And Pynchon is so different from the writers I've lately been thinking about, writers who narrate the experience of narration. Reading Pynchon is a little like reading Shakespeare or Hammett: I'm just a wide-eyed reader again, not a person figuring out the experience of writing this book. I mean I am that sort of audience too for fun TV and Elmore Leonard and Neal Stephenson, for example. I like being just that. But for TV or Elmore Leonard I like because I can just enjoy the easy enjoyment of the thing. Whereas Pynchon requires -- no he doesn't require, he REWARDS -- the same kind of concentration I give Woolf or Geoff Dyer: a lot of concentration. But there's something wonderful about not concentrating on the experience of the book as an act of writing. You just concentrate for your own pleasure. And, man, he writes a good last line.
It's not that Pynchon as writer isn't an issue in the book. He is. But he's astonishingly good natured as a writer. What other real writers are? I can't think of any, not even Fielding.
Anyhow the first half of the book (when it's explaining something) repeats very occasionally -- sparsely even -- and very hauntingly two versions of the same phrase: "in those days"; "at that time." This plus a reference to Vineland as a place, plus one bracketed movie date at the end, are the only authorial self-references, the only sense that you have that an author is telling this to the reader instead of the voice coming off the page as part of the laid-back generosity of the narrative atmosphere. I love those phrases. They disappear from the second half, which is part of the very sadness the book's about: the end of an era, with Manson & Nixon (Doc must be called Doc partly as a descendent of Mason's, one of whose sons is called Doctor Isaac.)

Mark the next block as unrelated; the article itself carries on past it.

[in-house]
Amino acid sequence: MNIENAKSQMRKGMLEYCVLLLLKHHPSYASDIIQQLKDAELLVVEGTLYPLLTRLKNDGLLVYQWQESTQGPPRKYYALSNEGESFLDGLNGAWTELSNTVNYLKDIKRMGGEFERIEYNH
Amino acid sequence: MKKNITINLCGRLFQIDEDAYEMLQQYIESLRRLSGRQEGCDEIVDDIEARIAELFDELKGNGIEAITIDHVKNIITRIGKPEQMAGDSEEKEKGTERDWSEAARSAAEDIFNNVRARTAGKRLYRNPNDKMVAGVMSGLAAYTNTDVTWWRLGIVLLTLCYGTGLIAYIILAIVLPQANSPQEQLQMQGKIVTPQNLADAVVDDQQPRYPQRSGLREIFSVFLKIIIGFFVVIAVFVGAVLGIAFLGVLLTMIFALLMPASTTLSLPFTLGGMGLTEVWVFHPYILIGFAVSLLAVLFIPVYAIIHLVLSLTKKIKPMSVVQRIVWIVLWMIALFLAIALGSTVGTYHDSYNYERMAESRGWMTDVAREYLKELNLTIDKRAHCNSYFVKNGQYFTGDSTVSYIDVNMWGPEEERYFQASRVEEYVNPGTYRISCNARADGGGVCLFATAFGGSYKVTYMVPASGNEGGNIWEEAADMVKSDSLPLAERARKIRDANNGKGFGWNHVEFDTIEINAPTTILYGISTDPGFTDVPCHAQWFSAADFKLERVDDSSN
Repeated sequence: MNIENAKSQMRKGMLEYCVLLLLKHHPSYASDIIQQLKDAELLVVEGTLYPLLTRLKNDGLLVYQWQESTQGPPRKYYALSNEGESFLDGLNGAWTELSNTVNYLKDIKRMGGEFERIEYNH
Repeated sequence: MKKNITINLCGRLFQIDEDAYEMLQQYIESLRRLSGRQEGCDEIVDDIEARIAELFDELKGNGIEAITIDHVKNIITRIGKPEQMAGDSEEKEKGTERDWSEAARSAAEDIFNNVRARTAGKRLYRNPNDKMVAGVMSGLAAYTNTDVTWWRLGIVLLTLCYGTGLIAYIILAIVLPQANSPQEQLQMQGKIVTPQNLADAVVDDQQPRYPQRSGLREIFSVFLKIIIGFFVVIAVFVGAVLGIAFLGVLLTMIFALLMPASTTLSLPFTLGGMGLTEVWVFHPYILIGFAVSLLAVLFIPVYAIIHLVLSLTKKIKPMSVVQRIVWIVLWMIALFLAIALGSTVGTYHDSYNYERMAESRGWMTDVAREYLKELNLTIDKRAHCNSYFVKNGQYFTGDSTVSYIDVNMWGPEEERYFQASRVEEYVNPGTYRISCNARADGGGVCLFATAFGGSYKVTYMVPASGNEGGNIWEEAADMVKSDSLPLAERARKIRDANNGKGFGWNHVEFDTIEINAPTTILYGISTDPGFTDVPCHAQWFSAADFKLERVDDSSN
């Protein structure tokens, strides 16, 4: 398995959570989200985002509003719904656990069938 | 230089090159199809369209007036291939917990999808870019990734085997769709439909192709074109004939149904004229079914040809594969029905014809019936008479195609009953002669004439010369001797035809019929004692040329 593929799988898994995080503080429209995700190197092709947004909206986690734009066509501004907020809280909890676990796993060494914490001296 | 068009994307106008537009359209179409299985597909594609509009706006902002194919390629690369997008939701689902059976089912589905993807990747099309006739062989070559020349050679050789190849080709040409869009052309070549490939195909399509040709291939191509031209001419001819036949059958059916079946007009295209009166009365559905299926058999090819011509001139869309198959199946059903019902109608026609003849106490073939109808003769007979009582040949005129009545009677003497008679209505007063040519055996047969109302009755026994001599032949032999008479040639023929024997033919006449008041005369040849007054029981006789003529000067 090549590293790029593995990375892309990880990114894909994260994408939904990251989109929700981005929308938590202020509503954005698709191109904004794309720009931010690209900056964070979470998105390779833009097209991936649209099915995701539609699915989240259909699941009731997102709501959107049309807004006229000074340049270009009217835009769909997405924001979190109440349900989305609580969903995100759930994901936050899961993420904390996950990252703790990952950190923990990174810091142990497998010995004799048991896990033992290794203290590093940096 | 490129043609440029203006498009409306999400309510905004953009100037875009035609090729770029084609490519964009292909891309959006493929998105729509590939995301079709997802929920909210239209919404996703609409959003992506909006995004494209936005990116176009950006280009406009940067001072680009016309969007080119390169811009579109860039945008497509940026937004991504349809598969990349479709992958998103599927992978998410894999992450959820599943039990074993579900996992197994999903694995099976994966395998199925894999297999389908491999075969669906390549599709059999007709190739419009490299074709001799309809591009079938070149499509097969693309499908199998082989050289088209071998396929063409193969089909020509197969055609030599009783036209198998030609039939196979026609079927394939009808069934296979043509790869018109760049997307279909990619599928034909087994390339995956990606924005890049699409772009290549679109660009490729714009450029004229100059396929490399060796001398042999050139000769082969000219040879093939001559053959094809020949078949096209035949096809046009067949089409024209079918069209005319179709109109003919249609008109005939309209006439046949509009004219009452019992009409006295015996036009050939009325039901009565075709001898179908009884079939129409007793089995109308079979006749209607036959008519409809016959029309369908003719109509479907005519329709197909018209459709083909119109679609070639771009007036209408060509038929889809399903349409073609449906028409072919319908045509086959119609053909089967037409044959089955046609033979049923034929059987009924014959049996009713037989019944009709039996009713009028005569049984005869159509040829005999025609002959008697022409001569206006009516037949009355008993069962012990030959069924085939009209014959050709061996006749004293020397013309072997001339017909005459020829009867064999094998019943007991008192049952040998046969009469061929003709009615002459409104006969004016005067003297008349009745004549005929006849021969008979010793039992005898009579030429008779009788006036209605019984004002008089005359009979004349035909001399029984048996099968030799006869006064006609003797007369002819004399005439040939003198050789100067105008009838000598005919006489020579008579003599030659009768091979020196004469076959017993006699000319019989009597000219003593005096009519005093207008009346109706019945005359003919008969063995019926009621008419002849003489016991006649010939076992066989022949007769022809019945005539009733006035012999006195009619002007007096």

Doc is slightly younger than Pynchon himself, pushing thirty in 1970, as we learn in a great, casually sad passage:
"Plastic trikes in the yards, people out watering the flowers and working on their cars, kids in the driveways shooting hoops, the high-frequency squeal of a TV sweep circuit through a screen door as Doc came up the path of the address he was looking for, to be followed by the more worldly sound, as he reached the front steps, of The Bugs Bunny/Road Runner Hour. According to Fritz, the sweep frequency was 15,750 cycles per second, and the instant Doc turned thirty, which would be any minute now, he would no longer be able to hear it. So this routine of American house approach had begun to hold for him a particular sadness." (P. 199)
Yes, I remember that routine. I thought TV's didn't do that anymore. But they do. Pynchon remembers this sound, which he can no longer hear, from forty-two years ago, when he reached the untrustworthy age of 30.
And yet the novel is entirely without self-pity, which might be why some of the smartest people I know don't like Doc much as a character: he's not made for pity: the book doesn't pity him either, it just lovingly recreates "those days," "that time" ("That time, O times!" as Cleopatra says) -- a time of endless betrayal as all times are for Pynchon, but a time when there were so many people to betray. The stoned hippie belief in innocence is ridiculous and yet something to cherish. Doc is cynical as all get-out, but still cherishes it, which means he's part of the innocence he's cynical about. He gets all this and still likes his world. You don't think people can really be like that? Pynchon is.
Most Recent Customer Reviews
Pynchon's writing technique is very unique and is said to be hard to follow.Read more